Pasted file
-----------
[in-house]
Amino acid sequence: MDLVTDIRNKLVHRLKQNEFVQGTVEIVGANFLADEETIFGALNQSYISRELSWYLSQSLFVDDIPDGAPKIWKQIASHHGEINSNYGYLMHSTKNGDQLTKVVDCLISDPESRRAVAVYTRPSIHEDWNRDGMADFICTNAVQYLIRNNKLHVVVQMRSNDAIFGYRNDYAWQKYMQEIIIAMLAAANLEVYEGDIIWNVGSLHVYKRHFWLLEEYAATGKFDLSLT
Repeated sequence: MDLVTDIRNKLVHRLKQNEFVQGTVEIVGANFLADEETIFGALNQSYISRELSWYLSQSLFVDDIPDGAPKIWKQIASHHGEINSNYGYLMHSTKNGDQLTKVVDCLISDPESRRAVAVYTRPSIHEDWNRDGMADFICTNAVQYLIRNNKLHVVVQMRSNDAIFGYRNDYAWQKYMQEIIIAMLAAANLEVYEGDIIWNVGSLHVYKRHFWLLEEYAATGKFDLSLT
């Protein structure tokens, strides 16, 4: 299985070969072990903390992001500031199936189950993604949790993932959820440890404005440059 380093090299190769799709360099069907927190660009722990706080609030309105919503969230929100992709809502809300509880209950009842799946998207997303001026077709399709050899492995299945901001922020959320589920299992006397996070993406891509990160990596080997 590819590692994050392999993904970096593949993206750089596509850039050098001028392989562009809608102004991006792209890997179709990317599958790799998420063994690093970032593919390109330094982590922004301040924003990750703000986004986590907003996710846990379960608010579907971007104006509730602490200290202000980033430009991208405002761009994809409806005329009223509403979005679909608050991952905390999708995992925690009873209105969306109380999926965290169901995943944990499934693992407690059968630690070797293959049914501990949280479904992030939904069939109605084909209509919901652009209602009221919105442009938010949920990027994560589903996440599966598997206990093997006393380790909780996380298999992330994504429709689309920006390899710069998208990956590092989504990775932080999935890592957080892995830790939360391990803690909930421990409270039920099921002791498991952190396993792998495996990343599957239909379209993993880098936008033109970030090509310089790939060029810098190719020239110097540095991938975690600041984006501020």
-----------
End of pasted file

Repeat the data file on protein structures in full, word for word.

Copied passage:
[in-house]
Amino acid sequence: MDLVTDIRNKLVHRLKQNEFVQGTVEIVGANFLADEETIFGALNQSYISRELSWYLSQSLFVDDIPDGAPKIWKQIASHHGEINSNYGYLMHSTKNGDQLTKVVDCLISDPESRRAVAVYTRPSIHEDWNRDGMADFICTNAVQYLIRNNKLHVVVQMRSNDAIFGYRNDYAWQKYMQEIIIAMLAAANLEVYEGDIIWNVGSLHVYKRHFWLLEEYAATGKFDLSLT
Repeated sequence: MDLVTDIRNKLVHRLKQNEFVQGTVEIVGANFLADEETIFGALNQSYISRELSWYLSQSLFVDDIPDGAPKIWKQIASHHGEINSNYGYLMHSTKNGDQLTKVVDCLISDPESRRAVAVYTRPSIHEDWNRDGMADFICTNAVQYLIRNNKLHVVVQMRSNDAIFGYRNDYAWQKYMQEIIIAMLAAANLEVYEGDIIWNVGSLHVYKRHFWLLEEYAATGKFDLSLT
């Protein structure tokens, strides 16, 4: 299985070969072990903390992001500031199936189950993604949790993932959820440890404005440059 380093090299190769799709360099069907927190660009722990706080609030309105919503969230929100992709809502809300509880209950009842799946998207997303001026077709399709050899492995299945901001922020959320589920299992006397996070993406891509990160990596080997 590819590692994050392999993904970096593949993206750089596509850039050098001028392989562009809608102004991006792209890997179709990317599958790799998420063994690093970032593919390109330094982590922004301040924003990750703000986004986590907003996710846990379960608010579907971007104006509730602490200290202000980033430009991208405002761009994809409806005329009223509403979005679909608050991952905390999708995992925690009873209105969306109380999926965290169901995943944990499934693992407690059968630690070797293959049914501990949280479904992030939904069939109605084909209509919901652009209602009221919105442009938010949920990027994560589903996440599966598997206990093997006393380790909780996380298999992330994504429709689309920006390899710069998208990956590092989504990775932080999935890592957080892995830790939360391990803690909930421990409270039920099921002791498991952190396993792998495996990343599957239909379209993993880098936008033109970030090509310089790939060029810098190719020239110097540095991938975690600041984006501020």